#30Authors - Lauren Acampora on Viral by Emily Mitchell
In 2007, I fell hard for Emily Mitchell's elegant and authoritative debut novel, The Last Summer of the World, about the WWI-era photographer Edward Steichen. I've impatiently awaited her next book, and this summer it finally arrived in the form of Viral, a collection of rampantly imaginative short fiction that I snapped up and devoured immediately.
Some of the twelve fictional pieces are conventional stories; others anything but. One after another they tangle with the ways we try to navigate a disorienting and alienating modern culture: whether by quashing, or expressing, our common longing for connection. In the opening piece, "Smile Report," we're plunged into a near-futuristic workplace where shrill positivism is carried to a disquieting extreme. This piece, reminiscent of George Saunders, gives a first look at Mitchell's talent for the psychological deep-dive. Like Saunders, she excels in rooting out the internal monologues that loop in our brains as we go about our daily lives—and can be slyly, dryly funny.
Some of the stories dip into the fantastical, like "My Daughter and Her Spider," about a girl who adopts a robotic spider as a companion, and "Viral," which imagines a coordinated attempt by teenagers worldwide to simultaneously ignite and launch themselves as human fireworks. In "Guided Meditation," the voice on a relaxation recording turns snippy and judgmental: "Feel your tension ebb away. Feel it draining down... If you don't feel the tension draining out of you, you really need to try a bit harder to relax."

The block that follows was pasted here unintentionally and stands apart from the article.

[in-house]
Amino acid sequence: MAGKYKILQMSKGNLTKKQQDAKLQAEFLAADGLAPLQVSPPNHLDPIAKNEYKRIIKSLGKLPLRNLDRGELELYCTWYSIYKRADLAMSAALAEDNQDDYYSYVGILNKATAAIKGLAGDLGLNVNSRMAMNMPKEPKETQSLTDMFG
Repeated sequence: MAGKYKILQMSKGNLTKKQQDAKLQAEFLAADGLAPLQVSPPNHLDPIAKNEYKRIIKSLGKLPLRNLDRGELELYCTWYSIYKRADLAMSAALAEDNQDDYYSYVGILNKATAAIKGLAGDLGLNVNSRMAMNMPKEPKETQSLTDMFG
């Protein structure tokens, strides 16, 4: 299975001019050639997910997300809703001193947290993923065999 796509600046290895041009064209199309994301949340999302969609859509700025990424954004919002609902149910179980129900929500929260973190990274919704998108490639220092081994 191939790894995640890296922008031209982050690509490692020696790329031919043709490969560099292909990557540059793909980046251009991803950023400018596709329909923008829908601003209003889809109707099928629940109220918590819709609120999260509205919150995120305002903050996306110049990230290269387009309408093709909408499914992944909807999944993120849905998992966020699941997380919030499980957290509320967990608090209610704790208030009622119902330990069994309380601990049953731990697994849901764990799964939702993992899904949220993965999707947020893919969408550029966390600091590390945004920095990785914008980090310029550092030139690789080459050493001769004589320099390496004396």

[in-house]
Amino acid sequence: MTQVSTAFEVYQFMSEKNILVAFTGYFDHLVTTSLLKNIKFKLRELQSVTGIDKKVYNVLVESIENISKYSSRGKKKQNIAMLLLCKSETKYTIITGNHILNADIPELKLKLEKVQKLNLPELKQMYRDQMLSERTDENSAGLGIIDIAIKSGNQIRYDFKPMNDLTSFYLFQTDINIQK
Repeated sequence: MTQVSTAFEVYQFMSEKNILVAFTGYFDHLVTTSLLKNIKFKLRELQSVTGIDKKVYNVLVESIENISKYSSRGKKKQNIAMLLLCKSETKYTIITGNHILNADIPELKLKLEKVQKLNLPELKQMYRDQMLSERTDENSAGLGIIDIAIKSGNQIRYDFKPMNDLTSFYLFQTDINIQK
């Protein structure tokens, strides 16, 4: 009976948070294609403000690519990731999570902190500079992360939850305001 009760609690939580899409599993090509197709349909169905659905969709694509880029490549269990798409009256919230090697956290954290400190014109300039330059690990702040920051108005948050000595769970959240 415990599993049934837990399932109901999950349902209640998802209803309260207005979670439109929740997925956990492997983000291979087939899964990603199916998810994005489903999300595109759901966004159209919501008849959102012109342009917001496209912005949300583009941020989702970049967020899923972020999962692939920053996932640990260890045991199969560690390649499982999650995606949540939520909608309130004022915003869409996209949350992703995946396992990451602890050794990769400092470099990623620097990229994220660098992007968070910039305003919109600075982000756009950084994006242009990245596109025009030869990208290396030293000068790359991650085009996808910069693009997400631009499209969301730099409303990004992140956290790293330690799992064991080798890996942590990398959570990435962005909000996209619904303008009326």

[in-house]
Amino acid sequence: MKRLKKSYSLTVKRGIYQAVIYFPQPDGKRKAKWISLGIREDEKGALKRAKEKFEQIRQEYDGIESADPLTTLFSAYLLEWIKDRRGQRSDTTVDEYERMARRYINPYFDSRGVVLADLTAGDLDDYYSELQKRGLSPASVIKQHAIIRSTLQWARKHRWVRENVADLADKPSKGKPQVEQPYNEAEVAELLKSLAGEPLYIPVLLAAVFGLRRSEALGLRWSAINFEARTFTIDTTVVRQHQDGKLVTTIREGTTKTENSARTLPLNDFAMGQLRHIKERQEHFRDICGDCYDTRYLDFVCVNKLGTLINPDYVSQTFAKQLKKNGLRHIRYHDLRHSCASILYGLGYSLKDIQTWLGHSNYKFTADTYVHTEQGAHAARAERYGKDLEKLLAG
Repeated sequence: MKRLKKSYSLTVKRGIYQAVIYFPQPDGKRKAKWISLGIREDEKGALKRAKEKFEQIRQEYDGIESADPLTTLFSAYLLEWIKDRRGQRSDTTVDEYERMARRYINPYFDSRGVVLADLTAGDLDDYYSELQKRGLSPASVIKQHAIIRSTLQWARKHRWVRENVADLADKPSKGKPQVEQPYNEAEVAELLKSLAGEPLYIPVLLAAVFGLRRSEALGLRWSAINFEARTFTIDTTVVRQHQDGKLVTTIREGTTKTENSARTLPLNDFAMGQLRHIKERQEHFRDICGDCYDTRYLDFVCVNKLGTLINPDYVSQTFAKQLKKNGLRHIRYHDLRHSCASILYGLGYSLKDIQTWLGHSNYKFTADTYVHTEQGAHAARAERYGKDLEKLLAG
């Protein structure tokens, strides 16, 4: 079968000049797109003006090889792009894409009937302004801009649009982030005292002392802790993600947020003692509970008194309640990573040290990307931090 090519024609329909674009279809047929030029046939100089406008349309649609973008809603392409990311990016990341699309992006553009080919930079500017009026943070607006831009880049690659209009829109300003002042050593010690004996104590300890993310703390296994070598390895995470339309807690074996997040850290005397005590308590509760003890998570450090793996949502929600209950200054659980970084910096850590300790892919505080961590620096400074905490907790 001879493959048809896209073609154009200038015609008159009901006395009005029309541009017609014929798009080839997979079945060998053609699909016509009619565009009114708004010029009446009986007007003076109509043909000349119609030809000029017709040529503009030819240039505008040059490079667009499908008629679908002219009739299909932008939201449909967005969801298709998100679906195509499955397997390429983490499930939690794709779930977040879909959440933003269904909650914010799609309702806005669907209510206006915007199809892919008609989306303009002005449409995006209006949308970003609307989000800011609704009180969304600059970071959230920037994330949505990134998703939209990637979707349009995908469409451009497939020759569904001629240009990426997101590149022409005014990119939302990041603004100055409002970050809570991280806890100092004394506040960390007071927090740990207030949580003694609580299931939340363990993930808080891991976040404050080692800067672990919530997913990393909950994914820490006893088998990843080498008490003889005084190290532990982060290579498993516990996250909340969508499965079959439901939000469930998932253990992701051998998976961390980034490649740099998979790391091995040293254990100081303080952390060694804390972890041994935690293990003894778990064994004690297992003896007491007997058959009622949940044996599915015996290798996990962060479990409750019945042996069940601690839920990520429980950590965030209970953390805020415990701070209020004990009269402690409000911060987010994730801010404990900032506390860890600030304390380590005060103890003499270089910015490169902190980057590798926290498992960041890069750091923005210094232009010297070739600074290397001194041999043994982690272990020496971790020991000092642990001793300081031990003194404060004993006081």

Among my favorites in the volume is "If You Cannot Go to Sleep," a deceptively quiet piece concerning a woman who, in her post-divorce life, becomes nearly paralyzed with loneliness and self-recrimination, to the point that she cannot decide whether to lock her bedroom door, or to pick up the phone when it rings. Few writers can infuse a story like this with such poignant beauty, and elevate it to a level that feels universal. And yet, in this enchantingly original collection, Mitchell achieves that feat again and again: slicing through the anxieties and pressures of everyday life and carving out space for compassion, authenticity, and real human contact.
Lauren Acampora's debut collection of linked stories, The Wonder Garden, was published in May 2015 by Grove Atlantic, and has been named a Barnes & Noble Discover Great New Writersselection, an Amazon Debut Spotlight of the Month, and an Indie Next selection. Her short fiction has also appeared in publications such as the Paris Review, Missouri Review, Prairie Schooner, New England Review, Antioch Review, and Day One. For more information, visit www.laurenacampora.com.